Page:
This month's round table was hosted at Mercy Career and Technical High School in Philadelphia. We chatted with two students who shared their experience with the IMPACT Philly program, which was developed by teachers Lori Aument and Mary Ruskey.
The IMPACT Philly program has students design projects that drive social change in their communities using design thinking. Their mission is to connect the classroom to the community to promote career and college readiness skills.
May's Design Round Table was held at The Shipley School and hosted by Lower School Science Teacher Dan Del Duca and Upper School Science Teacher and Elizabeth Zodda.
We began with a discussion on how maker-ed skills can be incorporated into other disciplines, and shared stories of how making has facilitated cross-disciplinary projects. Afterwards, we visited the school's beautiful maker facilities and looked at some student work.
We had a fantastic turnout this month, with educators from The Shipley School, Agnes Irwin, Friends' Central, Westtown, The Haverford School, and others.
April's Design Round Table brought together an exciting mix of K-12 and university educators at the Industrial Design department at The University of the Arts.
Industrial Design Program Director Alexandra Schmidt-Ullrich took us on a tour of the undergraduate studios, where we met students diligently working on their final projects. She also walked us through the department's shop, where we met Shop Supervisor Justin Bernard, who was working with students to set up new 3D printers.
Following the tour, PlusUs founder and UArts Lecturer Phil Holcombe facilitated a conversation about makerspaces and distributed making with Friend Central's Michael Darfler, who directs the school's makerspace.
Thanks to the students and faculty at UArts who shared their time, expertise, and insight into what a design education looks like!
This month Ryan Barnes, DREAM Lab coordinator at Baldwin School led and hosted at Baldwin's DREAM Lab makerspaces in the lower, middle, and upper schools.
Ryan showed us the different spaces, projects, and tools used to ignite inquiry and facilitate hands-on learning at Baldwin. Their fantastic projects ranged from 3D printed bubble wands, to laser cut tessellations to Rube Goldberg machines. After we explored these spaces, we had some thought provoking conversations about the role of technology in makerspaces, including the pros and cons of 3D printers, and the relationship between maker classes and free project time.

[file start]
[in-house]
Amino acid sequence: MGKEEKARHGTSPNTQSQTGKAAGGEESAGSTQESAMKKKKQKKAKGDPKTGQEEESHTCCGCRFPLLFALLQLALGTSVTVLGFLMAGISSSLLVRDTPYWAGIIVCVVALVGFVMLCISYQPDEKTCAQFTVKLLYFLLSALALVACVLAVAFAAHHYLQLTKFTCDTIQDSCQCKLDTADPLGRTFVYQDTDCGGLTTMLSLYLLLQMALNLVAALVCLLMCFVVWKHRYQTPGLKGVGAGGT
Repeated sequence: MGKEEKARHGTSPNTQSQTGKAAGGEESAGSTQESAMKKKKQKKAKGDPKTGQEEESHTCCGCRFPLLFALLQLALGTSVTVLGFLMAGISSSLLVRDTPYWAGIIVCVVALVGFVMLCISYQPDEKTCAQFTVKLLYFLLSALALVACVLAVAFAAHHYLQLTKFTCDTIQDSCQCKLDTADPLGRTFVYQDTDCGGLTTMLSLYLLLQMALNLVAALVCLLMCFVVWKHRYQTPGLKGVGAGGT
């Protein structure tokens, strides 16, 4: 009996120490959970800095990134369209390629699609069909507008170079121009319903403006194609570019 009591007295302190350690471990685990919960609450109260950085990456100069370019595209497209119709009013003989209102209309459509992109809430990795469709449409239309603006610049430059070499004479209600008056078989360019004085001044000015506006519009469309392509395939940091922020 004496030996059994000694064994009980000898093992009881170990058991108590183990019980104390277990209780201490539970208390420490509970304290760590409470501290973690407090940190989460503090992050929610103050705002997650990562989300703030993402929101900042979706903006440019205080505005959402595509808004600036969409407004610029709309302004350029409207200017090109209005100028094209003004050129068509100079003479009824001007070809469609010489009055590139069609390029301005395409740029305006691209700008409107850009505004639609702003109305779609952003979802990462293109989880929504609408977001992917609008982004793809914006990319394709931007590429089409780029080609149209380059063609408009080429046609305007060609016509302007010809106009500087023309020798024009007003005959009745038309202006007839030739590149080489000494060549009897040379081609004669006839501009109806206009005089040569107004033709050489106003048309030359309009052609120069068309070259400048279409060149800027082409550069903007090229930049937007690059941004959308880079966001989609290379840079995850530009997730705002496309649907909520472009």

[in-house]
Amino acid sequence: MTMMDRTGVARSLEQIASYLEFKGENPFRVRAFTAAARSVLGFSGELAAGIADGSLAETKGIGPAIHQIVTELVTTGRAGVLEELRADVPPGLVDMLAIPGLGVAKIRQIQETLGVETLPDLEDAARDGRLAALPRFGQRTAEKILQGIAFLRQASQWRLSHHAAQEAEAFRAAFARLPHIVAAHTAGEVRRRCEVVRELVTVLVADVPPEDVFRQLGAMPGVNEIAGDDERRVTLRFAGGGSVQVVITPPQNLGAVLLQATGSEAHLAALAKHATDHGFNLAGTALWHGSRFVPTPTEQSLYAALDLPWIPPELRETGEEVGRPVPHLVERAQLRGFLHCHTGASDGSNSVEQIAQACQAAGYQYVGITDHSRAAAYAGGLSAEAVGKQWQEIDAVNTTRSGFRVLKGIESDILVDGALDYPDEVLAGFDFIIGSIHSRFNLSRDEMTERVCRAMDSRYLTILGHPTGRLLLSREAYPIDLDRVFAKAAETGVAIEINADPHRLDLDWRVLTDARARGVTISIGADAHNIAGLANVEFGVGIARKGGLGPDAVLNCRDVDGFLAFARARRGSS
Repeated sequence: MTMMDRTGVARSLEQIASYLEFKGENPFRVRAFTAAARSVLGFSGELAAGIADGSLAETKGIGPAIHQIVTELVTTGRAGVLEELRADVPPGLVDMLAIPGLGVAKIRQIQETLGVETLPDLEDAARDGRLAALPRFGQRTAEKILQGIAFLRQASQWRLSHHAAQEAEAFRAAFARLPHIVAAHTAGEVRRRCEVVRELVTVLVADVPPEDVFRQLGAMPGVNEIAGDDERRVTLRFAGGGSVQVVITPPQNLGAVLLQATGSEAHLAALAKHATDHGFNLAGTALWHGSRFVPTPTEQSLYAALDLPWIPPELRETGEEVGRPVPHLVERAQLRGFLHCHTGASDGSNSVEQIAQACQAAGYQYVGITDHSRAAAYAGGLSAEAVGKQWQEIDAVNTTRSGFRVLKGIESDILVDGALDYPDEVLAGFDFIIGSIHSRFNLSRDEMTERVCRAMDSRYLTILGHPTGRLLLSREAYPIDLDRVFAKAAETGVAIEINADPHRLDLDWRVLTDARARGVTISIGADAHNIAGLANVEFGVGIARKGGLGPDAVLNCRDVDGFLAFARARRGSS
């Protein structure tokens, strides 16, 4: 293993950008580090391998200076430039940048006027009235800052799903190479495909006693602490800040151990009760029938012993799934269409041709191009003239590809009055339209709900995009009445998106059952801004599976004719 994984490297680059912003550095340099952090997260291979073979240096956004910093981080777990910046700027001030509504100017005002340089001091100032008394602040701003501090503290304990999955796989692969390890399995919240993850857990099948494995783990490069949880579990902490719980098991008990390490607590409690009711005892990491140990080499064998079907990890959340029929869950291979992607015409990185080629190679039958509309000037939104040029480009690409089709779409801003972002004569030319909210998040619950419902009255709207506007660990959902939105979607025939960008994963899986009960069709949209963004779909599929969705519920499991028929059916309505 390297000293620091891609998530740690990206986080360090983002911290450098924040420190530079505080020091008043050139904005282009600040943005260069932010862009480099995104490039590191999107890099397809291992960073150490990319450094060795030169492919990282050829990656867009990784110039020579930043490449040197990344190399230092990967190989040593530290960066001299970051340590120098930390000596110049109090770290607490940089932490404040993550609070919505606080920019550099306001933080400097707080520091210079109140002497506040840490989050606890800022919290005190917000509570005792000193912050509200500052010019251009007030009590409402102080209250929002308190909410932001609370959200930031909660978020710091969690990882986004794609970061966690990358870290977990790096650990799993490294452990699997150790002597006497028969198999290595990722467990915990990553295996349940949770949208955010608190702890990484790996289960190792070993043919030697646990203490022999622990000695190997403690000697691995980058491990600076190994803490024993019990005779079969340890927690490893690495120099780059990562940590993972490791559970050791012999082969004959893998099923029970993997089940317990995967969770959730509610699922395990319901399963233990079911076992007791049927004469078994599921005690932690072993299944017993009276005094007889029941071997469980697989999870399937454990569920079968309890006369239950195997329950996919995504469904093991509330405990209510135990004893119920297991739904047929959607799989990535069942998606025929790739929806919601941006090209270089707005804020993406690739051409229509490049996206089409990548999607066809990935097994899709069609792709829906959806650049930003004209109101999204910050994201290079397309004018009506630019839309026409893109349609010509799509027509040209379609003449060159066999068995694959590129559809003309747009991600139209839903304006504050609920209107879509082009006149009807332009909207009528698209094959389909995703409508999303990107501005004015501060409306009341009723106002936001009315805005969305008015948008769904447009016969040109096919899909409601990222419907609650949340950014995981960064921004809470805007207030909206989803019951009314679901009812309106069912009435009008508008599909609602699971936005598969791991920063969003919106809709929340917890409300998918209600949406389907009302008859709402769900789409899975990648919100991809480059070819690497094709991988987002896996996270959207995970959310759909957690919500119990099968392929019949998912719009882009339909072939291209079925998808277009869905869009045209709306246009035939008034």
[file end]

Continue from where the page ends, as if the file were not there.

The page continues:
Thanks to Ryan Barnes and the Baldwin School for hosting an enjoyable evening!
February's round table brought together a great group of educators, designers, and makers. Brie Daley, Light Lab Director at Friends' Central School (FCS), led and hosted the round table at the new Ulmer Family Light Lab, a lower school making facility equipped with four themed Maker Studios.
After a welcome from the FCS lower school principal Kelly Bird Pierre and introductions, we kicked off the evening with an empathy role playing exercise. Pairs took turns attempting the difficult task of tracing a star using only a reflection from a mirror, with one partner instructing the other through the task. The activity helped remind us how difficult trying new ways of thinking and doing can be for students, and the importance of understanding their frustrations, so that we can provide appropriate support.
Brie and Michael Darfler, the FCS upper school makerspace director, led the group on a tour of the Light Lab facility exploring the four themed maker studios, Natural Science, Media/Computing, Fabrication, and Design and the type of projects going on in each space. In the Natural Science studio, FCS students were growing lettuce and herbs, testing and tracking soil pH, caring for the plants, and observing growth patterns. In the Design studio, students were working on a Science/Spanish project drawing and naming the skeletal and muscular systems. In the Fabrication and Media/Computing studios Kindergarteners were building cardboard cars with working LittleBits headlights and horns which they will use with the green screen to create videos.